One day I was at the grocery store and happened to run into our city’s roads coordinator while waiting to check out. I mentioned that all the traffic lights on the main street are mismatched and driving across town I got two green lights.
He replied, “I’ll make sure that never happens again.”
Non-hybrid vehicles with Internal Combustion Engines (ICE) use their fuel to accelerate, to maintain speed, and to idle. On top of that, they use fuel for accessories that give us climate control, lighting, sound systems, power steering, and more. Comparing all of these, acceleration is the most fuel intensive activity for most ICE vehicles. If you have an instantaneous fuel use gauge, you will notice many cars get below 5 MPG during heavy acceleration. Then, as you approach the next light, you press the brake pedal. After burning a bunch of gas, expelling carbon into the atmosphere, and polluting the local air to get that speed up, your brakes convert it all into useless heat. On top of that, we should bear in mind that brake dust adds particulate matter to the atmosphere, making the problem worse.
In city driving, you’ll do this over and over and over. This is why ICE vehicles get worse mileage in the city than on the highway, despite the fact that aerodynamic drag is much lower in city driving (aerodynamic drag increases as a squared value of speed, so a vehicle at 50km/h only has to overcome 1/4 the aerodynamic drag of the same vehicle at 100km/h).
Many cities make this problem worse with poor light timing. This is a simple problem to solve, and can reduce fuel consumption in the city by an appreciable percentage. Some argue that it will actually cause more fuel use, as it becomes more pleasant to drive and people drive more (the Jevons paradox), however this is happening regardless. More miles are being driven, setting new records annually. Additionally, we should not forget that every time the price of oil drops, SUV purchases rise. Plus, while gasoline consumption fell slightly despite the higher miles thanks to the efficiency standards (which Trump is trying to repeal), carbon production regrettably rose in 2018.
Why Aren’t More Cities Synchronizing Lights?
If this were always easy, everybody would be doing it. Cities run into challenges here.
In some cities the, lights were synchronized at some point in the past, but fell out of sync for various reasons (deferred maintenance). In others, they are following the misguided philosophy of using mistimed lights to slow motorists down. Finally, they face the challenge of needing different timing at different times of day (morning vs evening rush hour, daytime, night).
When pressed, many officials complain that the cost to synchronize traffic lights is too expensive, but this is a poor excuse. If you asked the average person whether they would spend $1 to save $10, they would overwhelmingly vote in favor of spending the dollar. When elections are often decided by small margins, this would likely win in an epic landslide.
How Do We Fix This Problem?
Syncing traffic lights is not a matter of simply making them all green at the same time. It’s more complicated than that.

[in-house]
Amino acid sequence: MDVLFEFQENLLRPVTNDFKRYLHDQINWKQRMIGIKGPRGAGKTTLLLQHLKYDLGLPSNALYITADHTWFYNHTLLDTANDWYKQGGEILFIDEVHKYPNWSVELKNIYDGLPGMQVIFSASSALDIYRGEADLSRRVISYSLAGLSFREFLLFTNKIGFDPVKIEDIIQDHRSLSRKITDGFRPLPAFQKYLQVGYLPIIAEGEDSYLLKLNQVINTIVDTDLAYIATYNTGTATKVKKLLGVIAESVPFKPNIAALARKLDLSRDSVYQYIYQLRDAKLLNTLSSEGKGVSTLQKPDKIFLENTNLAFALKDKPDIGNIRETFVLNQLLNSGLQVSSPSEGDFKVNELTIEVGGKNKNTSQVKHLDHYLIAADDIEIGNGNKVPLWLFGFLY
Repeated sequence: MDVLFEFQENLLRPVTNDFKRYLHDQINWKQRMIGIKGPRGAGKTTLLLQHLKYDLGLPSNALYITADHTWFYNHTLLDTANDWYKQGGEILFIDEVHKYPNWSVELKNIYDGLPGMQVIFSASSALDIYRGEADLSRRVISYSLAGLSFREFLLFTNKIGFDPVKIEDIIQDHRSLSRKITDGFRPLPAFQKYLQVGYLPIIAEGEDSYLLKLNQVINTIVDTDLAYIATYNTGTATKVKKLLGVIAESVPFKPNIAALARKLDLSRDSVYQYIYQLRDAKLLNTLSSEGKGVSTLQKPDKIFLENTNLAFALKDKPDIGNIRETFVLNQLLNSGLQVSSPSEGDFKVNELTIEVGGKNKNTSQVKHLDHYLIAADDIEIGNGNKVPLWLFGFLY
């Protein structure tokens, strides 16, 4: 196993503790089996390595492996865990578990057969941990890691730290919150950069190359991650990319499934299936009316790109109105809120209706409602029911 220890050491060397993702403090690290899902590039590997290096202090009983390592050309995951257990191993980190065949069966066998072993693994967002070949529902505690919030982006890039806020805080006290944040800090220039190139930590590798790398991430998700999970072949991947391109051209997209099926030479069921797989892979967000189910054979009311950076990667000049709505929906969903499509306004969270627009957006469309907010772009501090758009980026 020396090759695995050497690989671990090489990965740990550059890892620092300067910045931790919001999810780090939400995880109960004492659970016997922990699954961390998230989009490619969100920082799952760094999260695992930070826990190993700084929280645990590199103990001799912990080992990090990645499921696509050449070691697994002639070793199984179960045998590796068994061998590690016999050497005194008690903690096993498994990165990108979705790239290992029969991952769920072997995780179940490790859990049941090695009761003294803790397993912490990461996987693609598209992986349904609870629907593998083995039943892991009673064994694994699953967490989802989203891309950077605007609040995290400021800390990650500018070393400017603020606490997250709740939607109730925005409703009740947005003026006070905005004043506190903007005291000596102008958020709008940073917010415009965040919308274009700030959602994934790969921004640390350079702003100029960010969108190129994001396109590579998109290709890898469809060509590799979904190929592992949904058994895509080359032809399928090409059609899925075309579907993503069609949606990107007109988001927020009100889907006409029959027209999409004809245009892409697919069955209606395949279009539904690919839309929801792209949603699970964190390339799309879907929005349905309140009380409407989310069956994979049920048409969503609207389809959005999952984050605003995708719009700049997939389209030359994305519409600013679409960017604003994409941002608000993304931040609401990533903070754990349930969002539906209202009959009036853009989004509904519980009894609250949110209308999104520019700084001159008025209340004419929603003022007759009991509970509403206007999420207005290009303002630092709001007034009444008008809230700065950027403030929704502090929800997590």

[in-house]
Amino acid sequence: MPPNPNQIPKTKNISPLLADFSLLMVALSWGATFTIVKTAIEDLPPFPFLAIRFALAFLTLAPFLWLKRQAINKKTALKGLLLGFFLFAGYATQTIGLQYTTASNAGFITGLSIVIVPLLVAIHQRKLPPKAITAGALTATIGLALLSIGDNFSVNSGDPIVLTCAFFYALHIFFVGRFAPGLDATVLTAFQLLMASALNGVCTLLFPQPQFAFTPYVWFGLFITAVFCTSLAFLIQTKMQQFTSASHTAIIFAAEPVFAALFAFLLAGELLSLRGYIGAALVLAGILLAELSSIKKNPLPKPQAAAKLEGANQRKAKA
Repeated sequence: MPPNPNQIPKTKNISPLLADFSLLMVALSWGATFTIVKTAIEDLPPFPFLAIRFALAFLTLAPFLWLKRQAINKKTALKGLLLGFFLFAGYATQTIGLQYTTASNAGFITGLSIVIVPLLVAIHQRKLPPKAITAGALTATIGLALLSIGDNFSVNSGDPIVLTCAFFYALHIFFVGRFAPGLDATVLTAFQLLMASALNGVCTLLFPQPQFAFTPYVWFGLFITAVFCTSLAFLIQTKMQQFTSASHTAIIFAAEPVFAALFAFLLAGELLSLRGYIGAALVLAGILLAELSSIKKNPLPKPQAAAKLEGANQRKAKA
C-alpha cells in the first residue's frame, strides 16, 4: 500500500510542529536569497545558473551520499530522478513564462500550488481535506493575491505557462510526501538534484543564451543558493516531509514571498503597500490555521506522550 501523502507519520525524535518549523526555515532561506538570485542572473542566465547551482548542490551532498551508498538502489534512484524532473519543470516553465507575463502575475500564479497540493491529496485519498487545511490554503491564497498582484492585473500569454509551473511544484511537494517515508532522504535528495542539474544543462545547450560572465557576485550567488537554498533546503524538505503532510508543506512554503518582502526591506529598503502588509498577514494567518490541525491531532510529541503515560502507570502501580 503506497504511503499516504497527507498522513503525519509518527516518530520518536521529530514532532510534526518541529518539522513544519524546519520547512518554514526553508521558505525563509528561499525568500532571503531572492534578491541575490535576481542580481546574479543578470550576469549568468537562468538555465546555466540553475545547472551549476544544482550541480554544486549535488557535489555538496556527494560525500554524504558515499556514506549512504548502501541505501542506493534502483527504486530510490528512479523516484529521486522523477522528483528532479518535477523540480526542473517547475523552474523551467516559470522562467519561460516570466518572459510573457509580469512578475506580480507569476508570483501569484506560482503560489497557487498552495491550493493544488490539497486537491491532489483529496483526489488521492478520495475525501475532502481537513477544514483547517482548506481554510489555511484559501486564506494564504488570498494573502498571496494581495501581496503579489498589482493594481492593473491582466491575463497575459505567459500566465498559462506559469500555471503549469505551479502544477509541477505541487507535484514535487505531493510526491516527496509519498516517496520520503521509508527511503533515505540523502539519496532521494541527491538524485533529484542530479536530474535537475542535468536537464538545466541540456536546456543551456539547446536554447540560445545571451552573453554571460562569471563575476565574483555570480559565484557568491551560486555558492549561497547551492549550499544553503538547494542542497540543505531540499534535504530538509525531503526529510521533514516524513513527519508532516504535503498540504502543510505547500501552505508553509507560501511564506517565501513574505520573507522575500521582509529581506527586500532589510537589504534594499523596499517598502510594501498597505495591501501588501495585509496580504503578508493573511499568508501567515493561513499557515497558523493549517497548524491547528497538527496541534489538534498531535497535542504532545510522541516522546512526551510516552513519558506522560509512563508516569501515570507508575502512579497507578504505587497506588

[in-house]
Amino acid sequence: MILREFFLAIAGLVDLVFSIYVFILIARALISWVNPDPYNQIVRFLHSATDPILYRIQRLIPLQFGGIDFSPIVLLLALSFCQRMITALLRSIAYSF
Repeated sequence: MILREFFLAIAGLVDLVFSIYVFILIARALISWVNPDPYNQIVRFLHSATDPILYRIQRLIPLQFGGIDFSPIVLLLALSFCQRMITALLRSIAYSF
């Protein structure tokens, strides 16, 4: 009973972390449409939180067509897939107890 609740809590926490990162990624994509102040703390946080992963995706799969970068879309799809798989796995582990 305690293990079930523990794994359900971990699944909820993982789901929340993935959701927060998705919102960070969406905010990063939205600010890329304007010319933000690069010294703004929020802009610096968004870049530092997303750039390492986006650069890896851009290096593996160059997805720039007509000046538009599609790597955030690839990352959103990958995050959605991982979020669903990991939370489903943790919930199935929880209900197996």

For main arteries with simple timers, planners need to sync lights based on traffic flow. The more heavily traveled streets need to have a longer green light time, and be timed so that if a driver is traveling at a consistent speed (near the speed limit), then they’d only encounter green lights. However, this speed must be realistic. If drivers are all going faster, they’ll end up encountering red lights, which would defeat the point.
For more complex situations, technology is the answer. At some intersections, cities place sensors in the pavement to know who is waiting and give them priority during slow times. In others, there may be cameras mounted above the lights. They aren’t surveillance cameras–they’re there to watch traffic so a computer can optimize lights by giving the side with more traffic more green light time. For areas in a city with many lights, it’s possible to network these computers together and have them automatically work together to smooth traffic flow.
Yes, all of this costs money to adopt and maintain, but the saved time and gas, combined with the reduced emissions, make this a good investment.
What About Hybrids and EVs?
Yes, hybrids and EVs have technology that helps with the stop-go-stop-go of city driving. With regenerative braking, you don’t waste all of that energy when stopping, and you get to use that energy when you take off again. Unlike ICE vehicles, they don’t idle, and that helps, too.
Sadly, we run into TANSTAAFL (“There Ain’t No Such Thing As A Free Lunch). Regenerative braking is less then ⅔ efficient. When you run the electric motor(s) as a generator, there is some energy loss. When that generated electricity gets put in the pack, there is some loss to heat. When you take that energy back out to accelerate again, there’s more heat loss, and loss again when you use it to turn the electric motor(s). By the time that energy makes the “round trip”, you’re still better off than an ICE car, but you’ve still lost precious energy and range.
When all is said and done, even hybrids and EVs benefit from properly timed lights. The transition to electrification is no excuse for leaving lights unsynchronized.
The Hard Part
As we’ve learned from the climate change debate, identifying answers is the easy part. It’s easy to say “Put up more solar/wind and batteries.” and “Switch to electric vehicles.” Actually getting people to do it is the real challenge. There are always practical and political challenges in the way.
What do you think we can do in our cities to get more lights synchronized? Let’s discuss this more in the comments below!